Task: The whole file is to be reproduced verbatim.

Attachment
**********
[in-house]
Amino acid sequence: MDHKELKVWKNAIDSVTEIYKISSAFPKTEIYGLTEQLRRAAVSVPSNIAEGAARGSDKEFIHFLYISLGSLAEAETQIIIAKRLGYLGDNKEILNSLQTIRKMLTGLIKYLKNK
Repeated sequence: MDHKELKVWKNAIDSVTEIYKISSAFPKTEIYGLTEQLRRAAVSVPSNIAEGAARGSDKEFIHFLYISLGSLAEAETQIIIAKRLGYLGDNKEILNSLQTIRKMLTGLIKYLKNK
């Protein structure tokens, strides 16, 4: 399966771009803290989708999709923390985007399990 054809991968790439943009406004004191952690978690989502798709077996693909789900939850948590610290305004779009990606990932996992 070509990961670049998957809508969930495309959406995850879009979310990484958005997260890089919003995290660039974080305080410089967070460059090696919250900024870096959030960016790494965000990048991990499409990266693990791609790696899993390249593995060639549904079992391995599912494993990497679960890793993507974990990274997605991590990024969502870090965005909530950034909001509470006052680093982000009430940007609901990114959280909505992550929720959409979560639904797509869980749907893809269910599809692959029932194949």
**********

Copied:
[in-house]
Amino acid sequence: MDHKELKVWKNAIDSVTEIYKISSAFPKTEIYGLTEQLRRAAVSVPSNIAEGAARGSDKEFIHFLYISLGSLAEAETQIIIAKRLGYLGDNKEILNSLQTIRKMLTGLIKYLKNK
Repeated sequence: MDHKELKVWKNAIDSVTEIYKISSAFPKTEIYGLTEQLRRAAVSVPSNIAEGAARGSDKEFIHFLYISLGSLAEAETQIIIAKRLGYLGDNKEILNSLQTIRKMLTGLIKYLKNK
């Protein structure tokens, strides 16, 4: 399966771009803290989708999709923390985007399990 054809991968790439943009406004004191952690978690989502798709077996693909789900939850948590610290305004779009990606990932996992 070509990961670049998957809508969930495309959406995850879009979310990484958005997260890089919003995290660039974080305080410089967070460059090696919250900024870096959030960016790494965000990048991990499409990266693990791609790696899993390249593995060639549904079992391995599912494993990497679960890793993507974990990274997605991590990024969502870090965005909530950034909001509470006052680093982000009430940007609901990114959280909505992550929720959409979560639904797509869980749907893809269910599809692959029932194949």